It’s time to stop being envious of your neighbor’s fresh-from-the-garden dinner parties and go green with a veggie garden of your very own. But where will it fit? And is all that weeding and watering worth it? Yes, thanks to tips from local small-space garden experts Jodi Torpey (author of Blue Ribbon Vegetable Gardening) and Slow Food USA’s Andrew Nowak (a school-garden specialist) on making vegetables grow in nearly any urban landscape.
Mix it up
Soils—especially Denver’s dense clay—often need to be enhanced with well-draining organic materials to prevent plants from rotting from the root up. For a new garden, add one to three inches of a low-salt, plant-based compost to the soil; mix until well incorporated up to eight inches deep.
Think outside the (garden) box
Do you have a patio that basks in sunlight all day? Put that valuable gardening real estate to use with container-friendly plants such as tomatoes, peppers, and herbs.
Keep ’em coming
Growing broccoli and pumpkins is a season-long commitment, but you can easily replant fast-growing crops like spinach (plant a new batch every three weeks), radishes (the Cherry Belle variety matures in just 24 days), and Hakurei turnips (you can start harvesting greens and small turnips in 30 days) throughout the summer.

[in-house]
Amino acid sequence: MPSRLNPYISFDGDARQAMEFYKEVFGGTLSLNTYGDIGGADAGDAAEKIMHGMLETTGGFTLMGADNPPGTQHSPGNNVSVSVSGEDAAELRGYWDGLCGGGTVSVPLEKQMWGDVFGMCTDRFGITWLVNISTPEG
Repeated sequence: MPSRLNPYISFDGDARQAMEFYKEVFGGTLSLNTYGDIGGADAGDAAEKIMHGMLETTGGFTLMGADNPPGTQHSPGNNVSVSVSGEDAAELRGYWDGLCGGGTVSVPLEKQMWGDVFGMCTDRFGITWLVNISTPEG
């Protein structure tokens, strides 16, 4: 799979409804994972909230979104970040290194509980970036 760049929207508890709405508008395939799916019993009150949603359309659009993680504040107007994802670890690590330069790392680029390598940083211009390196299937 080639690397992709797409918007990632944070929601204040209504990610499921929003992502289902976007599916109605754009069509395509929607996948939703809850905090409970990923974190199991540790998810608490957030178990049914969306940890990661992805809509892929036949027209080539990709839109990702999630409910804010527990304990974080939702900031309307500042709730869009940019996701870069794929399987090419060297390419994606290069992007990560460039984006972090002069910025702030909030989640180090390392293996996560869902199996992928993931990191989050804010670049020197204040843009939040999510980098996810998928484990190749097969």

Many veggies adore a good eight hours of sunshine per day, so pick a garden spot that gets ample rays (hint: Think southern exposure). If your house casts a long shadow, don’t fret: Cilantro, tatsoi, and kale all thrive in partial shade; even peas, beans, and chard will grow with just four to five hours of sunlight.
You could spend months browsing through catalogs for the perfect heirloom seeds and still not find one that works in your backyard’s microclimate. Fortunately, Botanical Interests—which offers organic, untreated, non-GMO seeds—is based right here in Broomfield and offers reliable results at reasonable prices.
Be a picky eater
It’s easy to have a “Well, if I grow it, maybe I’ll eat more cabbage” mindset. You’ve got limited space, though, so plant things you love to eat instead of ones you avoid at the store.
When Colorado’s bluebird spring days arrive, it can be tempting to start planting. But don’t be fooled: If nighttime temperatures aren’t reliably above 50 degrees Fahrenheit, it is still too early for tender seeds.
Spring Fling: Three Events Worth Your While
3. Denver Urban Gardens (DUG) Plant Sale: Shop here for organic flower, herb, and veggie starts while doing good: All proceeds help low-income families start gardens of their own. May 12–13, DUG Headquarters